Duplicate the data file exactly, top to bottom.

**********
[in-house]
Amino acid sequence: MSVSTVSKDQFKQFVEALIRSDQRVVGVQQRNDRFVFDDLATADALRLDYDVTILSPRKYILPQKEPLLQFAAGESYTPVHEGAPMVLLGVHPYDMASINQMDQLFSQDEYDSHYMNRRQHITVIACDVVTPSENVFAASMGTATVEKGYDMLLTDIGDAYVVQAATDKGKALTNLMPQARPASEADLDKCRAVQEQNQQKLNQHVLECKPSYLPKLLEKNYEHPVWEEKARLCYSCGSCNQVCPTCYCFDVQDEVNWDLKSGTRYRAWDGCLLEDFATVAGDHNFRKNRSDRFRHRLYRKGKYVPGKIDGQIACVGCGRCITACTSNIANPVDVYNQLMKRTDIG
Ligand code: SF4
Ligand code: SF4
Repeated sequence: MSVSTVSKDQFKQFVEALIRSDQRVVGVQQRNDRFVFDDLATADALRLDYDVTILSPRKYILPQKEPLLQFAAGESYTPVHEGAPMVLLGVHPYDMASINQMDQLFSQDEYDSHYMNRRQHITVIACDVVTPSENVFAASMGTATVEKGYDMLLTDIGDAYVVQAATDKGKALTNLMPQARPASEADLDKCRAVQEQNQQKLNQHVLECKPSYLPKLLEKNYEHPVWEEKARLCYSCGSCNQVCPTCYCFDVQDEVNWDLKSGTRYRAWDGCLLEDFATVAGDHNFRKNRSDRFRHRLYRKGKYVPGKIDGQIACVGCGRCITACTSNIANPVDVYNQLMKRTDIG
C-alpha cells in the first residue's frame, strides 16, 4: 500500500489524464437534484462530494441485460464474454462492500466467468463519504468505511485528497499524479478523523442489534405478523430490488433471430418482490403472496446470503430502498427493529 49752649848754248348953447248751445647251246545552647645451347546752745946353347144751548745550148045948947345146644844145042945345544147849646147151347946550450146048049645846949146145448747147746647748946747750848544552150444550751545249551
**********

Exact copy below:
[in-house]
Amino acid sequence: MSVSTVSKDQFKQFVEALIRSDQRVVGVQQRNDRFVFDDLATADALRLDYDVTILSPRKYILPQKEPLLQFAAGESYTPVHEGAPMVLLGVHPYDMASINQMDQLFSQDEYDSHYMNRRQHITVIACDVVTPSENVFAASMGTATVEKGYDMLLTDIGDAYVVQAATDKGKALTNLMPQARPASEADLDKCRAVQEQNQQKLNQHVLECKPSYLPKLLEKNYEHPVWEEKARLCYSCGSCNQVCPTCYCFDVQDEVNWDLKSGTRYRAWDGCLLEDFATVAGDHNFRKNRSDRFRHRLYRKGKYVPGKIDGQIACVGCGRCITACTSNIANPVDVYNQLMKRTDIG
Ligand code: SF4
Ligand code: SF4
Repeated sequence: MSVSTVSKDQFKQFVEALIRSDQRVVGVQQRNDRFVFDDLATADALRLDYDVTILSPRKYILPQKEPLLQFAAGESYTPVHEGAPMVLLGVHPYDMASINQMDQLFSQDEYDSHYMNRRQHITVIACDVVTPSENVFAASMGTATVEKGYDMLLTDIGDAYVVQAATDKGKALTNLMPQARPASEADLDKCRAVQEQNQQKLNQHVLECKPSYLPKLLEKNYEHPVWEEKARLCYSCGSCNQVCPTCYCFDVQDEVNWDLKSGTRYRAWDGCLLEDFATVAGDHNFRKNRSDRFRHRLYRKGKYVPGKIDGQIACVGCGRCITACTSNIANPVDVYNQLMKRTDIG
C-alpha cells in the first residue's frame, strides 16, 4: 500500500489524464437534484462530494441485460464474454462492500466467468463519504468505511485528497499524479478523523442489534405478523430490488433471430418482490403472496446470503430502498427493529 49752649848754248348953447248751445647251246545552647645451347546752745946353347144751548745550148045948947345146644844145042945345544147849646147151347946550450146048049645846949146145448747147746647748946747750848544552150444550751545249551